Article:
The February Electronic Musician profiled J. Cole’s Born Sinner. Here, learn more about the studio sessions from engineer Juro “Mez” Davis.
I’m a guy who doesn’t like esses: sibilance and stuff, that’s my pet peeve. So usually you’ll hear my vocals are de-essed, without too much jumping out. But with “Let Nas Down” there was more sibilance left in on purpose, so it felt a little more strained, emotional, closer to the person’s ear. I worked on that so it didn’t bug me but it had that popping out. Also, on “She Knows” I worked on the vocal a lot, because it’s a really big beat and there’s an effect that was fun to use to help certain parts stand out. The vocal that ends on “… piece of that apple pie” fades out and fades back in panning and distorted.
“She Knows” is one of my favorite mixes on the album, because it was different, really spacey, like almost a cross between hip-hop and EDM. That effect on the one vocal was basically two tracks split up. One was more lightly treated and one had the MondoMod, the Kramer Master Tape plug-in pushed to the extreme, a flanger and more reverb. So while one slowly faded out, the other slowly faded in just to get that effect until the beat dropped.
On the beat, the claps in it are constantly panning. There are three different claps that are moving left to right pretty far, but subtly, step-by-step. There’s a real subby bass going along under the kick. I also cut out some at the 118Hz to push it real loud and keep the kick with weight down there around the 100 range. I carved out a lot of dB from the bass line to keep the kick there. There were a lot of strings on this mixed in with the other stuff, so strings or instruments doing similar melodies like a synth, organ and flute were panned hard left and right in the hook real low to make it sound better, support what’s in the sample. Amber Coffman [of Dirty Projectors] is on this track with him, so everything is panned real wide during the hook to get the space for her and the sample that has mono vocals I wanted sticking out.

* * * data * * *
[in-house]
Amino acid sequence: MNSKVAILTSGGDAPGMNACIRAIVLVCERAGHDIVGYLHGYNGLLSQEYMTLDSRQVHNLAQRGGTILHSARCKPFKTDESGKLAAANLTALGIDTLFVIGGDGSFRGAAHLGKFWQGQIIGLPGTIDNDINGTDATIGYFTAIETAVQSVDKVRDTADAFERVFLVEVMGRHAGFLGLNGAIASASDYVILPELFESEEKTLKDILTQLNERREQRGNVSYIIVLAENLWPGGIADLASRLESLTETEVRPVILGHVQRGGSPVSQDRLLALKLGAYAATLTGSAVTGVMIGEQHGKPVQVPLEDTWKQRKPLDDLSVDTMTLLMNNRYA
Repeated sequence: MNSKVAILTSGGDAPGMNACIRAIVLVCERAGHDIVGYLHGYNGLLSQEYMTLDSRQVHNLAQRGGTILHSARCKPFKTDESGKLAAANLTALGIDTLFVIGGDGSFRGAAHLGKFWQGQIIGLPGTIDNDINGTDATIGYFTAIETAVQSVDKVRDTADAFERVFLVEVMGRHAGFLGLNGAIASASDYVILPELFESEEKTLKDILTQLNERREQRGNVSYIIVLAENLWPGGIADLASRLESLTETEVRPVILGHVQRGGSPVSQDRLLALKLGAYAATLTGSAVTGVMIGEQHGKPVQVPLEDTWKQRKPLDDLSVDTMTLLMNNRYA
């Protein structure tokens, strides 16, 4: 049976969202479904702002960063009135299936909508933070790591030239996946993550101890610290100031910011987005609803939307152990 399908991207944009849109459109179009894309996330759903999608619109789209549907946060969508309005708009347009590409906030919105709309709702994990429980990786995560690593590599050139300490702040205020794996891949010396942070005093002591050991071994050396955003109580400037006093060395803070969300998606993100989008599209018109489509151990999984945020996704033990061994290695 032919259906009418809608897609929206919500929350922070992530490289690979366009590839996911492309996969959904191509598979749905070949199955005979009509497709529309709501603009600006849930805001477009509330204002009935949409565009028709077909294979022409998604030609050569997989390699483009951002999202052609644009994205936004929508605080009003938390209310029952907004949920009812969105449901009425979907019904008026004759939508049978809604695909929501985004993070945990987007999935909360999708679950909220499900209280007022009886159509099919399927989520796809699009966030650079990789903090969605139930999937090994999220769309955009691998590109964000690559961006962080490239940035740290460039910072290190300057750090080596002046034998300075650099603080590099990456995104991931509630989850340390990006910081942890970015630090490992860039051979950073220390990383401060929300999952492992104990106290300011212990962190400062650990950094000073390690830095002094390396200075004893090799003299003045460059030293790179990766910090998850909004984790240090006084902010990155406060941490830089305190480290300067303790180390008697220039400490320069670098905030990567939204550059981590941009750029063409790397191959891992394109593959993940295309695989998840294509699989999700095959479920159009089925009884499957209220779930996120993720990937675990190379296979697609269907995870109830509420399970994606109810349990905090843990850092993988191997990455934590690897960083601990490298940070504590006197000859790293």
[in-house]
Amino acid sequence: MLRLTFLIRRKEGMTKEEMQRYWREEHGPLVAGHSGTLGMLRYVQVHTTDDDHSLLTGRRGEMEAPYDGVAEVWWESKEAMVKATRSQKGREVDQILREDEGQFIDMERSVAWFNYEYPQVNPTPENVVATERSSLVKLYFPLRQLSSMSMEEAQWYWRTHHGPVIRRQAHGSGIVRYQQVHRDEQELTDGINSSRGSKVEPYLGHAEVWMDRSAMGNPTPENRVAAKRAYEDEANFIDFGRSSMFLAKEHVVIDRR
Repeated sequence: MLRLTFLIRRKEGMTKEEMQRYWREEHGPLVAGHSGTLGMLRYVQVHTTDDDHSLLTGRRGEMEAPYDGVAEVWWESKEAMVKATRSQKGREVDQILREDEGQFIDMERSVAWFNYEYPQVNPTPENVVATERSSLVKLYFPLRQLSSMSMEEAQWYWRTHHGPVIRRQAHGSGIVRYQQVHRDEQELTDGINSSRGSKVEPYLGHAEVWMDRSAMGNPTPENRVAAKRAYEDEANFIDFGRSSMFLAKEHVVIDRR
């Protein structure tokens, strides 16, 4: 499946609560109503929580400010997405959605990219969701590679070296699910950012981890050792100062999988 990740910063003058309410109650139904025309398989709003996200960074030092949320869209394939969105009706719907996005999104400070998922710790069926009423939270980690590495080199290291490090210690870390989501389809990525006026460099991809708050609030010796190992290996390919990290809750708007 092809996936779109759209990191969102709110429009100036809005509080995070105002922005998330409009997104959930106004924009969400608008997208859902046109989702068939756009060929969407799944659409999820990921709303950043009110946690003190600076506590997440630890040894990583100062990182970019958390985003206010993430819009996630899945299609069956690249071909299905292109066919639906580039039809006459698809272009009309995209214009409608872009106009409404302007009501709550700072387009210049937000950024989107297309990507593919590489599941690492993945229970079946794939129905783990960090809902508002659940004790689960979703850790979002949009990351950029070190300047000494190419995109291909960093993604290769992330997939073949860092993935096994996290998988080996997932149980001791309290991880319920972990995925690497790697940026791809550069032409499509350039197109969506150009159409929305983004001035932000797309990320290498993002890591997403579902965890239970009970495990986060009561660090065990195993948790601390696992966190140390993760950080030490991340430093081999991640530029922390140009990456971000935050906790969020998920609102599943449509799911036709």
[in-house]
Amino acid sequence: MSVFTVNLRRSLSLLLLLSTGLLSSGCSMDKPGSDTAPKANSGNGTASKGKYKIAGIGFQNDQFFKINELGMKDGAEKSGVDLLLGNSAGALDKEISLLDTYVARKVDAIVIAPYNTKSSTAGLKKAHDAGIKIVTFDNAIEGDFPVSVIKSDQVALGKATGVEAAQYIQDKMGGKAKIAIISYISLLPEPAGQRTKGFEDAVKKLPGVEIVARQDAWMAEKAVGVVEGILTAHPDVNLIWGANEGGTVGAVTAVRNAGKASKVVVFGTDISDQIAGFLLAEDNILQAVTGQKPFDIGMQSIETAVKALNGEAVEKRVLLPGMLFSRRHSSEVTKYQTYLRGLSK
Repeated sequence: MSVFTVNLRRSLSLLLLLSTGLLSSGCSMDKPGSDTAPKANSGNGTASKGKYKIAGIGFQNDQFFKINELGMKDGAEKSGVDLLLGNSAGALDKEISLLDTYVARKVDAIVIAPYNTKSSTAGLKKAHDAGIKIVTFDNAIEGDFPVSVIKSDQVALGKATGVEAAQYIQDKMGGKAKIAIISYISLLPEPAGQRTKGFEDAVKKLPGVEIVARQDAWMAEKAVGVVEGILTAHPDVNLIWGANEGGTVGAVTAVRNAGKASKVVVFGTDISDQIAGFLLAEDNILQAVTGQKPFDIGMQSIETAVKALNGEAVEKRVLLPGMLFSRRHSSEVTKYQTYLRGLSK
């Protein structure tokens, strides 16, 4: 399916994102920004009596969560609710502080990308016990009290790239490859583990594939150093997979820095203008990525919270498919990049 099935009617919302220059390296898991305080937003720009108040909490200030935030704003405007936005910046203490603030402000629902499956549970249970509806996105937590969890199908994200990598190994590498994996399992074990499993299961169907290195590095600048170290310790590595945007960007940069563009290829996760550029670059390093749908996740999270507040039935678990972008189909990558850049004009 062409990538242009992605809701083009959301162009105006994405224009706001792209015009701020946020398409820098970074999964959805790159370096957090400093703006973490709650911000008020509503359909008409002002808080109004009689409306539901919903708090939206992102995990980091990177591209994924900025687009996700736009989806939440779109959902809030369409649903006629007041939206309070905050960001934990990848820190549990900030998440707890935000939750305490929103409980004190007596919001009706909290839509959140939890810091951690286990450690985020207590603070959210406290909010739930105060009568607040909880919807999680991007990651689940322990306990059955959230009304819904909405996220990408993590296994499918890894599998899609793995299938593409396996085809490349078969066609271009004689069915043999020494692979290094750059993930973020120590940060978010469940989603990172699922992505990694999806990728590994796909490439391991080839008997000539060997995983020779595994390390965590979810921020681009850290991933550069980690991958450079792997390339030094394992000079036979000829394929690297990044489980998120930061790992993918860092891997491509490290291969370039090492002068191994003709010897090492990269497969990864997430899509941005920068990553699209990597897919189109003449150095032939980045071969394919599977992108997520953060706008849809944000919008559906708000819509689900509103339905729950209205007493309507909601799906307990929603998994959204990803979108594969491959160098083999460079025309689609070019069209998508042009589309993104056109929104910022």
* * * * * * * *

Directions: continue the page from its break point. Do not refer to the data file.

At the end there’s an outro where I did extreme effects you can hear on Amber’s vocals. I put a flanger on it going really fast with a small amount of modulation and spread it a bit, then put another flanger slower with a chorus effect. I put an exciter on it to boost and distort the high end, and then I demolished it with a brickwall limiter and heavy EQs and delays. I use the Waves MetaFlanger; I like a lot presets in that, like the chorus, classic phaser, and Mutron, then I tweak from there. And I use the Waves L1 as a limiter on vocal channels to cut the top off, or I’ll use the Universal Audio 1176 emulation with all-the-way fast setting and a really high ratio if there are transients popping through I want to cut off.
I use something more transparent on the master, though.I sometimes do stuff on the master bus, but it’s rare. Especially on this album, I tried not too, because I wanted to see what the mastering engineer would do if I left him all the space I could.